24
Institute for Clinical Neuroimmunology, Medical Campus Grosshadern, Ludwig Maximilian University, Munich, Germany. Tania.Kuempfel@med.uni-muenchen.de.
25
Department of Neurology, University of Würzburg, Würzburg, Germany. m.buttmann@uni-wuerzburg.de.
26
Department of Neurology, University of Rostock, Rostock, Germany. uwe.zettl@med.uni-rostock.de.
27
Inserm U 1127, CNRS UMR 7225, Sorbonne Universités, UPMC Univ Paris 06 UMR S 1127, Institut du Cerveau et de la Moelle épinière, ICM, F-75013, Paris, France. bertrand.fontaine@upmc.fr.
28
AP-HP, Hôpital de la Pitié Salpêtrière, Département des maladies du système nerveux, F-75013, Paris, France. bertrand.fontaine@upmc.fr.
29
Platform for Genome Analytics, Institutes of Neurogenetics & Integrative and Experimental Genomics, University of Lübeck, Lübeck, Germany. lbertram@molgen.mpg.de.
30
Department of Vertebrate Genomics, Max Planck Institute for Molecular Genetics, Berlin, Germany. lbertram@molgen.mpg.de.
31
School of Public Health, Faculty of Medicine, Imperial College of Science, Technology and Medicine, London, UK. lbertram@molgen.mpg.de.
32
Department of Neurology, St. Josef-Hospital, Ruhr-University Bochum, Gudrunstr. 56, Bochum, 44791, Germany. ralf.gold@rub.de.
33
Department of Neurology, St. Josef-Hospital, Ruhr-University Bochum, Gudrunstr. 56, Bochum, 44791, Germany. Andrew.chan@rub.de.

Abstract

BACKGROUND:

Despite pleiotropic immunomodulatory effects of apolipoprotein E (apoE) in vitro, its effects on the clinical course of experimental autoimmune encephalomyelitis (EAE) and multiple sclerosis (MS) are still controversial. As sex hormones modify immunomodulatory apoE functions, they may explain contentious findings. This study aimed to investigate sex-specific effects of apoE on disease course of EAE and MS.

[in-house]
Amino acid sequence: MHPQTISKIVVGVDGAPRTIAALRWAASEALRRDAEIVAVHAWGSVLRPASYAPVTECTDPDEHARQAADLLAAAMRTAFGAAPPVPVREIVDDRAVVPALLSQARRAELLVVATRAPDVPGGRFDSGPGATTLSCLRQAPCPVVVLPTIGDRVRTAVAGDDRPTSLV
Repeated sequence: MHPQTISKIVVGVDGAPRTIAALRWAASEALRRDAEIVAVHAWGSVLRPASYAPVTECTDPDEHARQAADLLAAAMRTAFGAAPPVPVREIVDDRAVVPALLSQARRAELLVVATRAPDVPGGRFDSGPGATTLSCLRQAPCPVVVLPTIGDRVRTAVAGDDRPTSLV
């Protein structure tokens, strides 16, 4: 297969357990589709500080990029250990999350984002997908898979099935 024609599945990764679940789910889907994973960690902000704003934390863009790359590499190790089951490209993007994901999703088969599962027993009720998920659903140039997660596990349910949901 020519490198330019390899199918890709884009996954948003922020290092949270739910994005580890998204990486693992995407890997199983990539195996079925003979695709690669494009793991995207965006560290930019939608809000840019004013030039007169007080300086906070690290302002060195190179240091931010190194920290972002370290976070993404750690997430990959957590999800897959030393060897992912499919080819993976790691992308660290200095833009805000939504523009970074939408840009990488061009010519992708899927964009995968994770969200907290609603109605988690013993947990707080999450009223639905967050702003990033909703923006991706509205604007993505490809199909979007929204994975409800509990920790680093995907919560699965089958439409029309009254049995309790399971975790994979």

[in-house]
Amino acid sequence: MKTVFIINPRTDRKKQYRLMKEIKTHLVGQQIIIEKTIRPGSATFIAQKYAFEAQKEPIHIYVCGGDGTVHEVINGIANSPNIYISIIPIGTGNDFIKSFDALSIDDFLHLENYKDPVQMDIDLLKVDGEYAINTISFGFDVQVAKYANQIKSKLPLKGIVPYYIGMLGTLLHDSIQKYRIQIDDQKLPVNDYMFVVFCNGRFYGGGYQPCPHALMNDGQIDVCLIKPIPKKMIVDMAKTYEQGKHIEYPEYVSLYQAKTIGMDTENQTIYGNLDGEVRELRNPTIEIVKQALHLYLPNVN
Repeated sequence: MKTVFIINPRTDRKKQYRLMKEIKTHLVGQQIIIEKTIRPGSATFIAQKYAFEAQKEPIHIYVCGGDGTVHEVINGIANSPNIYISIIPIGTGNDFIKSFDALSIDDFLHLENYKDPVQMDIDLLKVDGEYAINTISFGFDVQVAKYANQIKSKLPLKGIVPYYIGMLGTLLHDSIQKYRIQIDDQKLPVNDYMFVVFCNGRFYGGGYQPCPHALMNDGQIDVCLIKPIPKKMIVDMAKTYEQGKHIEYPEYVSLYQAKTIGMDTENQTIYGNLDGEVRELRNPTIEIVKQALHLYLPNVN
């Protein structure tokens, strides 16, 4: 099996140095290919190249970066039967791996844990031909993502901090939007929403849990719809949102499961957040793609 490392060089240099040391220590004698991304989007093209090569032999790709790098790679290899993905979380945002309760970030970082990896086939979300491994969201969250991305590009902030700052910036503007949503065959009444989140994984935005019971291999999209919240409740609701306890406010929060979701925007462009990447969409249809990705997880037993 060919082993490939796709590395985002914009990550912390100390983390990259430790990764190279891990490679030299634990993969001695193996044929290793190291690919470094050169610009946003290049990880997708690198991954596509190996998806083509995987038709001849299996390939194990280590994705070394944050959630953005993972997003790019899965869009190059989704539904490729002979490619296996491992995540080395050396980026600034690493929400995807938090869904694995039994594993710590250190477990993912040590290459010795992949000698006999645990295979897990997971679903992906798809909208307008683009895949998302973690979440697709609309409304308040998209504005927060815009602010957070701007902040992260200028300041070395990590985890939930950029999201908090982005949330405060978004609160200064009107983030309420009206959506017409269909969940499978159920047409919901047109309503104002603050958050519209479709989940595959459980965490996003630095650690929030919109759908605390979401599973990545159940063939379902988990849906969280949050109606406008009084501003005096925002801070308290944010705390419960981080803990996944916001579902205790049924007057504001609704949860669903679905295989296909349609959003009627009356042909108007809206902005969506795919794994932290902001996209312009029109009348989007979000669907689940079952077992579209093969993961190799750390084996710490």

METHODS:

MOG(35-55) induced EAE in female and male apoE-deficient mice was assessed clinically and histopathologically. apoE expression was investigated by qPCR. The association of the MS severity score (MSSS) and APOE rs429358 and rs7412 was assessed across 3237 MS patients using linear regression analyses.

RESULTS:

EAE disease course was slightly attenuated in male apoE-deficient (apoE (-/-) ) mice compared to wildtype mice (cumulative median score: apoE (-/-)  = 2 [IQR 0.0-4.5]; wildtype = 4 [IQR 1.0-5.0]; n = 10 each group, p = 0.0002). In contrast, EAE was more severe in female apoE (-/-) mice compared to wildtype mice (cumulative median score: apoE (-/-)  = 3 [IQR 2.0-4.5]; wildtype = 3 [IQR 0.0-4.0]; n = 10, p = 0.003). In wildtype animals, apoE expression during the chronic EAE phase was increased in both females and males (in comparison to naïve animals; p < 0.001). However, in MS, we did not observe a significant association between MSSS and rs429358 or rs7412, neither in the overall analyses nor upon stratification for sex.

CONCLUSIONS:

apoE exerts moderate sex-specific effects on EAE severity. However, the results in the apoE knock-out model are not comparable to effects of polymorphic variants in the human APOE gene, thus pinpointing the challenge of translating findings from the EAE model to the human disease.

PMID:
26669675
PMCID:
PMC4681148
DOI:
10.1186/s12974-015-0429-y
[Indexed for MEDLINE]
Free PMC Article